If you’re looking for a career caring for elderly and others, that offers flexibility and abundant job opportunities, consider becoming a Home Health Aide.
Home health aides provide care for people with disabilities or chronic illnesses and help them with daily living activities. Typical tasks include:
- Assist clients in their daily personal tasks, such as bathing or dressing
- Perform housekeeping tasks, such as laundry, washing dishes, and vacuuming
- Help to organize a client’s schedule and plan appointments
- Arrange transportation to doctors’ offices or other outings
- Shop for groceries and prepare meals to meet a client’s dietary specifications
- Keep clients engaged in their social networks and communities
One of the meaningful aspects of providing home health care is that your work may make the difference in allowing someone to stay living at home. Home health aides often develop close relationships with their clients, and, though they work under supervision, need to rely on their own skills and knowledge to solve problems that come up in the moment.
Home health aide work can also be stressful and discouraging, as patients may struggle with reduced independence due to injuries or illness, and want a sense of control over how their care is provided. Issues may crop up and responsibilities may be fluid or unclear. And for a demanding job, the pay may be low with long hours, although with experience, workers earn a higher hourly rate.
Where do Home Health Aides work? What are typical work schedules?
The largest employers of home health and personal care aides are individual and family services and home health care services. Some aides work with only one client, while others work with groups of clients. They sometimes stay with one client on a long-term basis.
Most aides work full time, although part-time work is common. They may work evening and weekend hours, depending on their clients’ needs. Work schedules may vary.
Would this career be a good fit for you?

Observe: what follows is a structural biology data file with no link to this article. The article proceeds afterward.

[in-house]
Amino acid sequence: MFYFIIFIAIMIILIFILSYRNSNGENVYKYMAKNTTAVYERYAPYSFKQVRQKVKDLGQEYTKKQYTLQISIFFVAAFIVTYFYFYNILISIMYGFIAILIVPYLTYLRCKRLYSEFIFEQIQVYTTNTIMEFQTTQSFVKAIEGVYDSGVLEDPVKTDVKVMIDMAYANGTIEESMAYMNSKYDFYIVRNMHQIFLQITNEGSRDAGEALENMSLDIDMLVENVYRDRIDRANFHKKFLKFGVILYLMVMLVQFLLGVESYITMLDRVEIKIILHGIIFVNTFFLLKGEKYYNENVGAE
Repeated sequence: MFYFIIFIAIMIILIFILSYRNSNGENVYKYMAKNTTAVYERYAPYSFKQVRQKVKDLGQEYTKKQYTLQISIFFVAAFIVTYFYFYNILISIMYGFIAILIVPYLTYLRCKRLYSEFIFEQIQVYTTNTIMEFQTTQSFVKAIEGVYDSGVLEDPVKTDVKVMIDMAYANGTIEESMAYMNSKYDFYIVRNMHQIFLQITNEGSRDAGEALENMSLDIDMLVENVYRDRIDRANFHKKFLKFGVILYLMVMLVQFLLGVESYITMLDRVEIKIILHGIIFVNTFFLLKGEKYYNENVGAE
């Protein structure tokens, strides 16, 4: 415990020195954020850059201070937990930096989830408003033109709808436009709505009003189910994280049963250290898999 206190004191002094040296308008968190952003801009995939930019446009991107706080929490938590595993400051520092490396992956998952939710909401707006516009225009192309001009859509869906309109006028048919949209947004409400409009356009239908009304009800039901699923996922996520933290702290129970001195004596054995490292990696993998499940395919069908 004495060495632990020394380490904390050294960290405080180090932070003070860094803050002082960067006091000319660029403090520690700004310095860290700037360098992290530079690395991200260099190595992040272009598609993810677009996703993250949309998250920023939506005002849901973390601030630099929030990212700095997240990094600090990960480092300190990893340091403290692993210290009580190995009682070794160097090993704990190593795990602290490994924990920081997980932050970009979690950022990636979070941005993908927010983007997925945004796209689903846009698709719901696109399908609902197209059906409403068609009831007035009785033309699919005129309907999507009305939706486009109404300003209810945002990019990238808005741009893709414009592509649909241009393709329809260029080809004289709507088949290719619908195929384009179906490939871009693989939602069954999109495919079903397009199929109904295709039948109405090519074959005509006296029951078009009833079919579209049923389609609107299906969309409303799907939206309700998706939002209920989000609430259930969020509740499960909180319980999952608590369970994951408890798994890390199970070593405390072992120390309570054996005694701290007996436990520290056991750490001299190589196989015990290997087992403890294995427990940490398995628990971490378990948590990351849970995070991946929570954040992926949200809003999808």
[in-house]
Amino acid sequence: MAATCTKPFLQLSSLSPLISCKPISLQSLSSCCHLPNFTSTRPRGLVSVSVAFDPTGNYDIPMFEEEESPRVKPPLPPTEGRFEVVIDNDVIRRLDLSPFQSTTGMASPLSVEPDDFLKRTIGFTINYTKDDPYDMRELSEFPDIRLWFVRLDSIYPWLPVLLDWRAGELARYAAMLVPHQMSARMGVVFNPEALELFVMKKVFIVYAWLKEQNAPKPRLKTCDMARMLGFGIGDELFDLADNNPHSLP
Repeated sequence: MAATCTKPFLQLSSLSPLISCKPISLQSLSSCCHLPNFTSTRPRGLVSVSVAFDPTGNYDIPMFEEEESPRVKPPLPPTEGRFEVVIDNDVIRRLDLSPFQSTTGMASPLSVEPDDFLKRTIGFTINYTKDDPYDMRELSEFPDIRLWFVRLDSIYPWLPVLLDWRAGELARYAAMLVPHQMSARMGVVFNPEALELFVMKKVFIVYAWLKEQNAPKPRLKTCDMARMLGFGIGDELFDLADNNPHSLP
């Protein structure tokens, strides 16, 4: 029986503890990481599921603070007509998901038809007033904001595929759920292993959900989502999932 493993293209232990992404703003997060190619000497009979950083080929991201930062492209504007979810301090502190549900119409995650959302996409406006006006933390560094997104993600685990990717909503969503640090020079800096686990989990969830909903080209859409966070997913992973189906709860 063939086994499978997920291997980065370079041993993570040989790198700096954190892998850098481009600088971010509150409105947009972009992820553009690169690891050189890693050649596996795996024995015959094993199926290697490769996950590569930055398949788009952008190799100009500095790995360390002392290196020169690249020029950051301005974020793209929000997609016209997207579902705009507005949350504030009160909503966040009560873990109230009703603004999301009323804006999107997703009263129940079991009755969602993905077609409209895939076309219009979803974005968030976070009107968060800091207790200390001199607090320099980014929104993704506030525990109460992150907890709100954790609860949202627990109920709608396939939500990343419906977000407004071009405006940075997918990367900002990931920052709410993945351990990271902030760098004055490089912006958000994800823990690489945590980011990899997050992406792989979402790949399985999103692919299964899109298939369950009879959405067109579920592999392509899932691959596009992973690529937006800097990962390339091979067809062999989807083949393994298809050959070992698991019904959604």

Some of the qualities needed in this career include:
Detail oriented. Home health and personal care aides must carefully follow instructions and protocols, such as how to care for wounds.
Emotional skills. Aides must be compassionate and enjoy helping patients who may at times experience extreme pain or distress.
Integrity. Patients and their families rely on home health aides to be trustworthy and respectful of the vulnerability of patients, and that care is provided in individuals’ homes.
Interpersonal skills. They need to listen closely to what they are being told and convey information clearly.
Physical stamina. The work is very physical, sometimes requiring HHAs to be on their feet for many hours or do strenuous tasks, such as lifting or turning clients.
How to become a Home Health Aide
To qualify for most jobs, home health aides need a high school diploma or equivalent, but some positions do not require it. Related training programs are available at community and technical colleges; they include personal hygiene, taking vital signs, infection control, and nutrition.
Some states require home health aides to have a license or certification, which may involve completing training and passing a background check and a competency exam.
Pay and projected demand
Home health aide is one of the fastest growing occupations in the U.S., with a 25% increase projected over the next 10 years. In the most recent year reported, the lowest-paid 10% who work in this field earned less than $22,500, and the highest paid 10% earned more than $38,350.
Want to learn more? Check out career profiles and videos for Home Health Aides.